Hi everyone. I’m thrilled to share with you how I created fabric bead necklace using the Impressables Rose Mandala printing plate. I’ve had the opportunity to wear it a couple of times and people always ask me about it. Such a fun, and surprisingly quick project.
The color I chose along with the embossed printing plate make the fabric look batiked. I love the look on people’s faces when I tell them I made it!
- Gel Press Printing Plate – Impressables Rose Mandala
- White Cotton Fabric – a Fat 1/8th should be enough
- Black and Copper Fluid Acrylic Paint
- 14 Copper Bead Caps (Large)
- 6 Wooden Beads
- Nylon Monofilament Thread
- Needle (with large enough eye to thread the monofilament)
- Neutral Color Thread and Needle
- Black Ribbon or Black Double Fold Bias
- Copper Chain (and Clasps – optional)
- Jewelry Pliers
Are you ready to create a necklace for yourself? Using your brayer, spread a layer of black paint (and then copper on the embossed portions) and make a print with the white fabric. Be sure to press the fabric into all the embossed crevasses.
I like to make sure that I create prints with varying color intensities so I have more design options when I create the bead “puffs”.
Cut the fabric into circles so they’re ready to stitch. The circle size will depend on how large you’d like your beads. I made mine approximately 2” round. I hand cut these with a sharp pair of scissors to ensure that they weren’t exactly the same size – so no pressure here!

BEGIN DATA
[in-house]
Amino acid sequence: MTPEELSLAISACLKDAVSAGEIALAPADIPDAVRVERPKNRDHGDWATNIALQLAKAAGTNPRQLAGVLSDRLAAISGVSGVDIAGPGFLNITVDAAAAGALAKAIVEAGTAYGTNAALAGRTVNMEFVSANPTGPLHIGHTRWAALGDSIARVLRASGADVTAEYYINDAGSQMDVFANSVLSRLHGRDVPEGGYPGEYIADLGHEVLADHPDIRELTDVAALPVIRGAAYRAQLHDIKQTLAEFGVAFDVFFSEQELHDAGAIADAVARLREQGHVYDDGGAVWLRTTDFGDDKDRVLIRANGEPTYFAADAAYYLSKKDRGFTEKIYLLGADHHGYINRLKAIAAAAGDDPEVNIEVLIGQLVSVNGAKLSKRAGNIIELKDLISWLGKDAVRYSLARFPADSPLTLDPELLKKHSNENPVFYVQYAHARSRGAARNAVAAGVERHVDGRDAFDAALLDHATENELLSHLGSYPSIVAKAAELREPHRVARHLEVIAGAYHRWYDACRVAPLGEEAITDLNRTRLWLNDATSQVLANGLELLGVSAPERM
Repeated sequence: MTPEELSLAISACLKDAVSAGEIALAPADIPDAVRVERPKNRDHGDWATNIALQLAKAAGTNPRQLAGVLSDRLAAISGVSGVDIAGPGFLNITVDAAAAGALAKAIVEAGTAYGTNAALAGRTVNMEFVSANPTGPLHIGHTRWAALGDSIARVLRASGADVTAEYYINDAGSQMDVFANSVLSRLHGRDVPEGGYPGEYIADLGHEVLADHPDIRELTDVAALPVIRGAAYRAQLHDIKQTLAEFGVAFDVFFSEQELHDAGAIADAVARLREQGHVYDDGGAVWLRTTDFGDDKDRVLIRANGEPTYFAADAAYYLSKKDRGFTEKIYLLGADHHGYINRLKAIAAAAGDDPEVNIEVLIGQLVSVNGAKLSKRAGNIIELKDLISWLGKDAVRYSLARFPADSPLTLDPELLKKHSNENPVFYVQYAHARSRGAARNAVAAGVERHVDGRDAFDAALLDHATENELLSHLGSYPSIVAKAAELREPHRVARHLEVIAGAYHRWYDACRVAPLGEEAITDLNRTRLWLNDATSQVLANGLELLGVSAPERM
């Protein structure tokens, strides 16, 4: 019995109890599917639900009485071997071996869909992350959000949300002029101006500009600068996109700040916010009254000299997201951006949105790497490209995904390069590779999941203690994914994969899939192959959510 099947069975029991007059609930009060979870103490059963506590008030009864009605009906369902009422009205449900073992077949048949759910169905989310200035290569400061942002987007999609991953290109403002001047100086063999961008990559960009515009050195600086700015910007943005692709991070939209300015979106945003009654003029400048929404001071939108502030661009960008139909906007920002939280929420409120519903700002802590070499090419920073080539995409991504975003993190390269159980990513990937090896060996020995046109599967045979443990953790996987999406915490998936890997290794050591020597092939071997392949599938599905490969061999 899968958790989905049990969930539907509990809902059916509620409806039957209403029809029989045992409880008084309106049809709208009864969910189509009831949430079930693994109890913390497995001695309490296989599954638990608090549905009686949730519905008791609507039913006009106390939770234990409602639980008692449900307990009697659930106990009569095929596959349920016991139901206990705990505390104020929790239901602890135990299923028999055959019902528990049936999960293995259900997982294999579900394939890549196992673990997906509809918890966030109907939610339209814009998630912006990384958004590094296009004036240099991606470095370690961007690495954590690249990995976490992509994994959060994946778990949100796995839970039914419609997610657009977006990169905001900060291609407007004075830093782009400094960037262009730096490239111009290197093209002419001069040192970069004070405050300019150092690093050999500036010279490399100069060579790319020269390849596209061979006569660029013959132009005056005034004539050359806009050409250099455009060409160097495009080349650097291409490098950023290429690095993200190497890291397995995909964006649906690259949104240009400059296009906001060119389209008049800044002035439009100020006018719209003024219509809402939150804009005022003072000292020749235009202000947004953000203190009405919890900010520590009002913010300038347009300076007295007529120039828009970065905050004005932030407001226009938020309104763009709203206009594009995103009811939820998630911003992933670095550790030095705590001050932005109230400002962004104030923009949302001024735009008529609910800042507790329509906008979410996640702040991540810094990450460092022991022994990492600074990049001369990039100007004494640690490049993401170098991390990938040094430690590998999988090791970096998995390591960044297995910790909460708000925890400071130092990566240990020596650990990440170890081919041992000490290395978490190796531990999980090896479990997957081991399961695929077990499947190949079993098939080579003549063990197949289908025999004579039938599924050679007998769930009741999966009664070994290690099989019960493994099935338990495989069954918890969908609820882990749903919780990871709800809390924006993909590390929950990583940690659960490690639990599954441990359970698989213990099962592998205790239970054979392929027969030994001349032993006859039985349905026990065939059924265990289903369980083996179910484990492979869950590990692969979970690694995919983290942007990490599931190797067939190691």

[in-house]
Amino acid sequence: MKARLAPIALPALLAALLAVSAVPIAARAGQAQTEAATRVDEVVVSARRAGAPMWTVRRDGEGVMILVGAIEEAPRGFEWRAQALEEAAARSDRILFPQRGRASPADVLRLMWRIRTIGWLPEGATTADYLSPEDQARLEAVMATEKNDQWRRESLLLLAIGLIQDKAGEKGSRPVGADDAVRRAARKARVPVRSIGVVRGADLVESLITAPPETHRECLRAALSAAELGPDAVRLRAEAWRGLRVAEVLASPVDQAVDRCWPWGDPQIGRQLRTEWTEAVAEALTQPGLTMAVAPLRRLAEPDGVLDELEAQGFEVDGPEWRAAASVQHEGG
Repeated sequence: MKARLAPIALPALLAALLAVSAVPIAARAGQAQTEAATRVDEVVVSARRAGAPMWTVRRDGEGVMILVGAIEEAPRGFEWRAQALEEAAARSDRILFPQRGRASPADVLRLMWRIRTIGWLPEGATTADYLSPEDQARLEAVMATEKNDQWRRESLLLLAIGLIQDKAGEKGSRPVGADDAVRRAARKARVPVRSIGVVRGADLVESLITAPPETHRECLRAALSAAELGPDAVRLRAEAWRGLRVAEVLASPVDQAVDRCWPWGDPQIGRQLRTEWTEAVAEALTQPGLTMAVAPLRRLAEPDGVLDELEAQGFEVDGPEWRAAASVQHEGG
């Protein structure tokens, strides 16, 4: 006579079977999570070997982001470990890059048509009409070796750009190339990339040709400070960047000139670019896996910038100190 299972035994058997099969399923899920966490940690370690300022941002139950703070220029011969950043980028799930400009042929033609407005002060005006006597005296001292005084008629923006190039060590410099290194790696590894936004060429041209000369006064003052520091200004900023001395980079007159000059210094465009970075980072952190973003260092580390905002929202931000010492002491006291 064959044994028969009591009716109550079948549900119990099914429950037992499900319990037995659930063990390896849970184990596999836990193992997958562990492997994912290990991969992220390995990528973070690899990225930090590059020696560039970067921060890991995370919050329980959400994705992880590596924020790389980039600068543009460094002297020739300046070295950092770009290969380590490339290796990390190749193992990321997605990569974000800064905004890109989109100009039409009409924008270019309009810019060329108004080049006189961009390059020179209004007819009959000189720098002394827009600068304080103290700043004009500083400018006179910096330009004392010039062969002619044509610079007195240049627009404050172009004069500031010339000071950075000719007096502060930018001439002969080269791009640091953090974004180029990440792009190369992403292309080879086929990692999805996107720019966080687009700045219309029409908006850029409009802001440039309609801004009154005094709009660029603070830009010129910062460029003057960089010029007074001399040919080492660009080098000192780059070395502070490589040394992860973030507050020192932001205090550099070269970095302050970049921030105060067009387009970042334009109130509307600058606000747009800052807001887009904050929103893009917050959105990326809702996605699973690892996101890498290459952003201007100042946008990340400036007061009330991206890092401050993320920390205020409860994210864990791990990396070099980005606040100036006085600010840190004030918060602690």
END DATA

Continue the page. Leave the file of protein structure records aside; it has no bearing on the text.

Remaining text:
Using a running stitch, stitch the circles on the right side of the fabric, stuff with Polyfill and stitch closed to create the round puffy beads.
To assemble the necklace, knot the ribbon around both chain ends (at the break). This will make it easier to securely sew together and creates some extra interest as well. Thread the needle with the monofilament, knot the end, fasten to one ribbon end. Thread your bead caps, puffs, and beads as shown and finish by knotting the thread through the ribbon on the other end of the chain. Now you’re ready to wear.
I washed my fabric before printing. It’s always a good idea to do that as it removes any sizing and particles in the fabric from the manufacturing process. I also use fluid acrylics or fabric paints when printing fabric as I find it leaves the fabric softer, and prevents cracking paint. Have fun, play and enjoy! I think I’ll need a color for every season!
To find out more about Karen, please visit her bio page.